Mature boars were subjected to chronic treatment with a gonadotropin-releasing hormone (GnRH) agonist, goserelin (D-Ser[But]6, Azgly-NH2 10), and serum luteinizing hormone (lh) and testosterone concentrations were measured. Ten sexually mature boars were randomly assigned to treatment (n = 5) or control (n = 5) groups. On day 0, boars were implanted sc (day 0) with 2 GnRH agonist implants (1 mg of GnRH/implant) or sham implants. Blood samples were collected at 12-hour intervals on days – 2 and –1, at 6-hour intervals on days 0 through 4, and at 12-hour intervals on days 5 through 8. In addition, blood samples were collected at 15-minute intervals for 6 hours on days –1, 0, 4, and 8. Serum testosterone and (lh concentrations were determined by radioimmunoassay. Maximal (lh (7 ± 1 ng/ml) and testosterone (26 ± 3 ng/ml) concentrations were observed at 5 and 18 hours, respectively, after GnRH agonist treatment. Subsequently, (lh and testosterone concentrations decreased to pretreatment values (0.3 ± 0.1 ng/ml and 1.8 ± 0.4 ng/ml, respectively) by 24 and 48 hours, respectively, after GnRH agonist implantation. Few differences in the characteristics of pulsatile (lh release were observed between the groups. Testosterone and lh concentrations in samples collected at 6- and 12-hour intervals and pulsatile (lh release did not change after sham treatment of control boars. Whereas previous reports indicated that chronic GnRH administration suppressed serum lh and testosterone concentrations in rams, rats, and dogs, our results indicate that chronic GnRH agonist treatment induced transitory increases, without subsequent suppression, in lh and testosterone concentrations in mature boars.

Free access
in American Journal of Veterinary Research

Abstract

Objective—To describe structural changes in the left atrioventricular (mitral) valve complex of dogs with endocardiosis by use of scanning electron microscopy.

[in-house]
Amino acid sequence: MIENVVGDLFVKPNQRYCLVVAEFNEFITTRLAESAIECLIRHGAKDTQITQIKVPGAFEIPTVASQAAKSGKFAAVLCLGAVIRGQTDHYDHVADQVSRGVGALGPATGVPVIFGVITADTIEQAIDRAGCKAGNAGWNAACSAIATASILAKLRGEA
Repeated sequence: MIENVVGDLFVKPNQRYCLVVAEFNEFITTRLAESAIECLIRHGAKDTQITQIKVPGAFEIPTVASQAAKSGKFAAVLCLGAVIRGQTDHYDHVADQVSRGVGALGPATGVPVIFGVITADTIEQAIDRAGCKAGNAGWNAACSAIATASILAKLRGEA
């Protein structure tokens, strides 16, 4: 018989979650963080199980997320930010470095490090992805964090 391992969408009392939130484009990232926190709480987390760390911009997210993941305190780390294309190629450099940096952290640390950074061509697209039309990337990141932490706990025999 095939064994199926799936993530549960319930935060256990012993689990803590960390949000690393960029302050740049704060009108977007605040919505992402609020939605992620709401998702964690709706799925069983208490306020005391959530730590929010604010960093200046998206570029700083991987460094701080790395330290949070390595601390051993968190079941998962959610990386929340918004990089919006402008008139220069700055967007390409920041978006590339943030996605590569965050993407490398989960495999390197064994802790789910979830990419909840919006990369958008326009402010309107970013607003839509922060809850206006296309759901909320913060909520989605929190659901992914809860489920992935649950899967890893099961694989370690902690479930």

Animals—5 clinically normal dogs and 4 dogs with mitral valve endocardiosis.

Procedure—The mitral valve complex from each dog was fixed and prepared for examination via scanning electron microscopy. Findings in valves from clinically normal and affected dogs were compared to identify surface changes associated with endocardiosis.

Results—Compared with findings in valves from clinically normal dogs, endocardiosis-affected mitral valve complexes had several morphologic abnormalities. Tissue swelling on the edge of valve leaflets, chordae tendineae, and the chordal-papillary muscle junction was evident. Damage to the valve complex endothelium was unevenly distributed; in some areas, denudation of endothelial cells had exposed the basement membrane or subendothelial valve collagen matrix. This damage was most noticeable on the leaflet edges and extended more to the ventricular aspect of the valve than the atrial side. Cell loss also extended to the chordae tendineae but was less apparent at the chordal-papillary muscle junction. The remaining endothelial cells on affected valves were arranged in less-ordered rows and had more plasmalemmal microappendages, compared with cells on unaffected valves.

Conclusions and Clinical Relevance—Morphologic changes associated with mitral valve endocardiosis in dogs were similar to those observed in humans with mitral valve prolapse. In dogs with mitral valve endocardiosis, gross changes in the valve complex may affect hemodynamics in the heart; alterations in the leaflet and chordal endothelium may contribute to pathogenesis of this disease. (Am J Vet Res 2004; 65:198–206)

Full access
in American Journal of Veterinary Research